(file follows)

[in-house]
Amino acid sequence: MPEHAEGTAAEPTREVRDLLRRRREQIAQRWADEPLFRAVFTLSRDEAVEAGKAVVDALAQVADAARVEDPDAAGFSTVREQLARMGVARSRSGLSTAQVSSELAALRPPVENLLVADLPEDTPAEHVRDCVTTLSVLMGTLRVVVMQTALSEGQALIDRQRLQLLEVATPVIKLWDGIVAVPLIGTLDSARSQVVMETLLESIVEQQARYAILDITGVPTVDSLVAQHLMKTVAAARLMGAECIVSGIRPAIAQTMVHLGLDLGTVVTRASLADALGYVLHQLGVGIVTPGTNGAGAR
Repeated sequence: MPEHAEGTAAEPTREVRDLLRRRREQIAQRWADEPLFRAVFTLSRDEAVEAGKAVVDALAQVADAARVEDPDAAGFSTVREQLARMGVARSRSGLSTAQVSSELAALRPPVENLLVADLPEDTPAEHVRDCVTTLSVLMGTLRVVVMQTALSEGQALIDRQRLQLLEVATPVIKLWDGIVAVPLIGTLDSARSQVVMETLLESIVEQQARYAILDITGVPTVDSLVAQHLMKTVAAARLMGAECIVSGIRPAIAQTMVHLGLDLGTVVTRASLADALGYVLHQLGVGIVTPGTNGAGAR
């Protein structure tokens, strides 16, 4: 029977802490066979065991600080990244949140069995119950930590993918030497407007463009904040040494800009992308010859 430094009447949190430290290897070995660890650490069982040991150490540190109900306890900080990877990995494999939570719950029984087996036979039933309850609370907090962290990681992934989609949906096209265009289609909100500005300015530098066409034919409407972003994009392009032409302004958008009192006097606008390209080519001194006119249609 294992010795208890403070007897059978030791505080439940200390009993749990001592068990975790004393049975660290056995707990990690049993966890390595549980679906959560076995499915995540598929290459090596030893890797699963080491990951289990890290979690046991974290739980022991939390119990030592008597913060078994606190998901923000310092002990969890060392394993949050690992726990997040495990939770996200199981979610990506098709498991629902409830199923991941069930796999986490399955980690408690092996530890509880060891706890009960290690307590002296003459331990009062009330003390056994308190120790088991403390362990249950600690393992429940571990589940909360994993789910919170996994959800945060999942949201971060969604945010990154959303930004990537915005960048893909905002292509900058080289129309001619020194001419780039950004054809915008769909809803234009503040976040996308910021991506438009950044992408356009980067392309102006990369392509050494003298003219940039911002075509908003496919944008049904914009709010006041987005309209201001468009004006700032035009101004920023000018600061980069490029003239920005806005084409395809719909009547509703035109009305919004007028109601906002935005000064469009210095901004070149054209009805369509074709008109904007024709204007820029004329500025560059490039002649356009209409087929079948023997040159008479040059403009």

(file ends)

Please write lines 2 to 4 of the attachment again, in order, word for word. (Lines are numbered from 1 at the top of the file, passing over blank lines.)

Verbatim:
Amino acid sequence: MPEHAEGTAAEPTREVRDLLRRRREQIAQRWADEPLFRAVFTLSRDEAVEAGKAVVDALAQVADAARVEDPDAAGFSTVREQLARMGVARSRSGLSTAQVSSELAALRPPVENLLVADLPEDTPAEHVRDCVTTLSVLMGTLRVVVMQTALSEGQALIDRQRLQLLEVATPVIKLWDGIVAVPLIGTLDSARSQVVMETLLESIVEQQARYAILDITGVPTVDSLVAQHLMKTVAAARLMGAECIVSGIRPAIAQTMVHLGLDLGTVVTRASLADALGYVLHQLGVGIVTPGTNGAGAR
Repeated sequence: MPEHAEGTAAEPTREVRDLLRRRREQIAQRWADEPLFRAVFTLSRDEAVEAGKAVVDALAQVADAARVEDPDAAGFSTVREQLARMGVARSRSGLSTAQVSSELAALRPPVENLLVADLPEDTPAEHVRDCVTTLSVLMGTLRVVVMQTALSEGQALIDRQRLQLLEVATPVIKLWDGIVAVPLIGTLDSARSQVVMETLLESIVEQQARYAILDITGVPTVDSLVAQHLMKTVAAARLMGAECIVSGIRPAIAQTMVHLGLDLGTVVTRASLADALGYVLHQLGVGIVTPGTNGAGAR
């Protein structure tokens, strides 16, 4: 029977802490066979065991600080990244949140069995119950930590993918030497407007463009904040040494800009992308010859 430094009447949190430290290897070995660890650490069982040991150490540190109900306890900080990877990995494999939570719950029984087996036979039933309850609370907090962290990681992934989609949906096209265009289609909100500005300015530098066409034919409407972003994009392009032409302004958008009192006097606008390209080519001194006119249609 294992010795208890403070007897059978030791505080439940200390009993749990001592068990975790004393049975660290056995707990990690049993966890390595549980679906959560076995499915995540598929290459090596030893890797699963080491990951289990890290979690046991974290739980022991939390119990030592008597913060078994606190998901923000310092002990969890060392394993949050690992726990997040495990939770996200199981979610990506098709498991629902409830199923991941069930796999986490399955980690408690092996530890509880060891706890009960290690307590002296003459331990009062009330003390056994308190120790088991403390362990249950600690393992429940571990589940909360994993789910919170996994959800945060999942949201971060969604945010990154959303930004990537915005960048893909905002292509900058080289129309001619020194001419780039950004054809915008769909809803234009503040976040996308910021991506438009950044992408356009980067392309102006990369392509050494003298003219940039911002075509908003496919944008049904914009709010006041987005309209201001468009004006700032035009101004920023000018600061980069490029003239920005806005084409395809719909009547509703035109009305919004007028109601906002935005000064469009210095901004070149054209009805369509074709008109904007024709204007820029004329500025560059490039002649356009209409087929079948023997040159008479040059403009």